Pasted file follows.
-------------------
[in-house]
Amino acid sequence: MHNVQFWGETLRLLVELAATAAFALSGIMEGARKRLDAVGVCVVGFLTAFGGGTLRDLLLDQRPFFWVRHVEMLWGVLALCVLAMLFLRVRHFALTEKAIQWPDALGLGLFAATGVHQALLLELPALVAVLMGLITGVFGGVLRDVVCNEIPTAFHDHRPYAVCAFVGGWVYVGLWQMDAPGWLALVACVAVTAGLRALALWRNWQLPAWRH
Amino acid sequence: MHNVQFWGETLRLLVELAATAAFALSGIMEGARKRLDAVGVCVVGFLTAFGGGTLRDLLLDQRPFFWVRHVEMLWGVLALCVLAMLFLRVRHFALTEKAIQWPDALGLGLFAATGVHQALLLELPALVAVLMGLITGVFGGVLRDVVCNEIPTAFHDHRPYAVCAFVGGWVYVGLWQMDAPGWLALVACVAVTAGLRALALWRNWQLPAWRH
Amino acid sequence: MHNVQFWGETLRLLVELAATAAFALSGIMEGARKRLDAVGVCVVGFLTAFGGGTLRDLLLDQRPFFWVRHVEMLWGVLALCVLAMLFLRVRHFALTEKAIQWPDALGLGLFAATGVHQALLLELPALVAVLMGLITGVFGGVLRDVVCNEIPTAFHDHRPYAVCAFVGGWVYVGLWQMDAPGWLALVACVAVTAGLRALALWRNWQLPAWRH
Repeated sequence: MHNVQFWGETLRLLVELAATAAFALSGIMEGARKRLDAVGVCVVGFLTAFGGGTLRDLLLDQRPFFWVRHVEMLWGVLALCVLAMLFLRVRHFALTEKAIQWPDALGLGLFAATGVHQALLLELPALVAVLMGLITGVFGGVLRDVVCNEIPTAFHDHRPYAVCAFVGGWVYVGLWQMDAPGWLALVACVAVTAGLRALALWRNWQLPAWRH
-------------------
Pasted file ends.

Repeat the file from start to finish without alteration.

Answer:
[in-house]
Amino acid sequence: MHNVQFWGETLRLLVELAATAAFALSGIMEGARKRLDAVGVCVVGFLTAFGGGTLRDLLLDQRPFFWVRHVEMLWGVLALCVLAMLFLRVRHFALTEKAIQWPDALGLGLFAATGVHQALLLELPALVAVLMGLITGVFGGVLRDVVCNEIPTAFHDHRPYAVCAFVGGWVYVGLWQMDAPGWLALVACVAVTAGLRALALWRNWQLPAWRH
Amino acid sequence: MHNVQFWGETLRLLVELAATAAFALSGIMEGARKRLDAVGVCVVGFLTAFGGGTLRDLLLDQRPFFWVRHVEMLWGVLALCVLAMLFLRVRHFALTEKAIQWPDALGLGLFAATGVHQALLLELPALVAVLMGLITGVFGGVLRDVVCNEIPTAFHDHRPYAVCAFVGGWVYVGLWQMDAPGWLALVACVAVTAGLRALALWRNWQLPAWRH
Amino acid sequence: MHNVQFWGETLRLLVELAATAAFALSGIMEGARKRLDAVGVCVVGFLTAFGGGTLRDLLLDQRPFFWVRHVEMLWGVLALCVLAMLFLRVRHFALTEKAIQWPDALGLGLFAATGVHQALLLELPALVAVLMGLITGVFGGVLRDVVCNEIPTAFHDHRPYAVCAFVGGWVYVGLWQMDAPGWLALVACVAVTAGLRALALWRNWQLPAWRH
Repeated sequence: MHNVQFWGETLRLLVELAATAAFALSGIMEGARKRLDAVGVCVVGFLTAFGGGTLRDLLLDQRPFFWVRHVEMLWGVLALCVLAMLFLRVRHFALTEKAIQWPDALGLGLFAATGVHQALLLELPALVAVLMGLITGVFGGVLRDVVCNEIPTAFHDHRPYAVCAFVGGWVYVGLWQMDAPGWLALVACVAVTAGLRALALWRNWQLPAWRH